Grandparents: the providers of free childcare an basic parental saviours… but how many rules is too much to expect when you need some help with child care?
Asking someone to babysit isn’t like asking them to water your plants once a week while you’re on holidays. Watching kids takes a lot of work, and not everyone thinks all children are the bees knees like their parents do. Some parents can be rather picky too, asking carers and grandparents not to load the up on sugar, or to avoid processed foods or takeaway.
But when someone is doing you a favour, how many rules are too many?
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“She finally got an offer in her field”
A woman has posted to reddit asking for feedback on a recent decision she made refusing to babysit her grandkids, which could potentially cost her daughter-in-law a job.
“She has been trying to return to the workforce for a while now and she finally got an offer in her field,” the woman wrote in her post.
The children are aged two and four years old, and their mother has organised child care for her return to work, but it starts one week later than her employment is meant to begin.
She said it would end up being nine-hour days caring for her grandchildren after factoring in commute times, and she probably would have done it for her other son, but “watching these children comes with so many rules.”
The woman says it’s too much to ask. Image: iStock.
The children are on a strict vegetarian diet and food is not usually provided. She says her daughter-in-law is “very strict about language” and also has strict rules about the use of television while the children are around, and she sends worksheets for the four-year-old (with the help of the grandmother) to complete.
“There is a very strict schedule,” she said, adding, “I do understand naps but I think the rest of it is too much when I would be doing them a favor.”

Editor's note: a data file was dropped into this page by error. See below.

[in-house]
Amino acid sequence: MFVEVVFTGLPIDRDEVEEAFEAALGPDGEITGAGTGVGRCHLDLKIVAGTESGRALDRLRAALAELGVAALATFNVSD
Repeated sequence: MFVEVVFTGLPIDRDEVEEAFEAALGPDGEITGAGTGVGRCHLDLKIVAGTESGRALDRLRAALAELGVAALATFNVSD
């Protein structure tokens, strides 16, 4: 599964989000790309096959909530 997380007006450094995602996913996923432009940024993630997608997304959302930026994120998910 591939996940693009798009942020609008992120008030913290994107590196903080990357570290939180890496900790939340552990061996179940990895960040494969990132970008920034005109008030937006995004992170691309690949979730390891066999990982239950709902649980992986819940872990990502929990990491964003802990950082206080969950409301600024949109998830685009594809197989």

But it doesn’t end there. The daughter-in-law also dictates which guests the mother-in-law has when the kids are in her care, which is essentially the main reason she doesn’t want to help.
“The biggest issue is I wouldn’t be able to have anyone at the house while they were there,” she wrote.
“I see my friends almost every day and if I’m providing nine hours of childcare I’m not going to be one-on-one with the kids the entire time.”
It has nothing to do with the pandemic, the daughter-in-law simply thinks the woman’s friends are “bad people” and is “very strict about the influences on her kids.”
So the grandmother told her son it’s too much to ask, and suggested they find a professional.
“He begged me to reconsider but I really don’t want to,” she said, adding, “DIL called crying the other night about how important this job is to her.”
Their mother sends worksheets for them to complete. Image: iStock.
“It’s OK if the rules slide for a week”
The internet was pretty split on this one, with some expressing their annoyance over those who treat grandparents like free childcare, and others suggesting the woman suck it up.
“I’m so sick of people treating grandparents like free childcare,” replied one person. “They’re just kids and it’s OK if the rules slide for a week… that’s why kids love going to their grandparents!! I think you should make it clear that you’d absolutely love to take them if DIL is willing to compromise but if she won’t budge then that’s not on you she can find someone else to be a boot camp instructor.”
Another asked, “Why can’t this be a vacation type of week? Let the kids watch some movies. Take a whole five days off from doing worksheets.”
And one pointed out we’re only getting one side of the story here.
“We are getting a 1-sided skewed version of reality. If we had DIL here, we would have the other end of the spectrum.”
And really… whatever the two women’s issues are, surely they can both compromise for one week.
“You’ve been asked to help for a WEEK,” wrote one person. “Yes OK the rules are a bit much but you’d rather your DIL not get this job to support the family because it would inconvenience you for 5 whole days. Do the right thing and help your son and DIL out.”
Compromise needs to come from both sides here. The mother expecting free child care need to back off from the worksheets and excessive rules if the new job is so important to her. But also, what grandmother would refuse her own grandkids for just one week? Don’t most grandparents sneakily break the rules behind their kids’ backs anyway? Is it really that big an ask?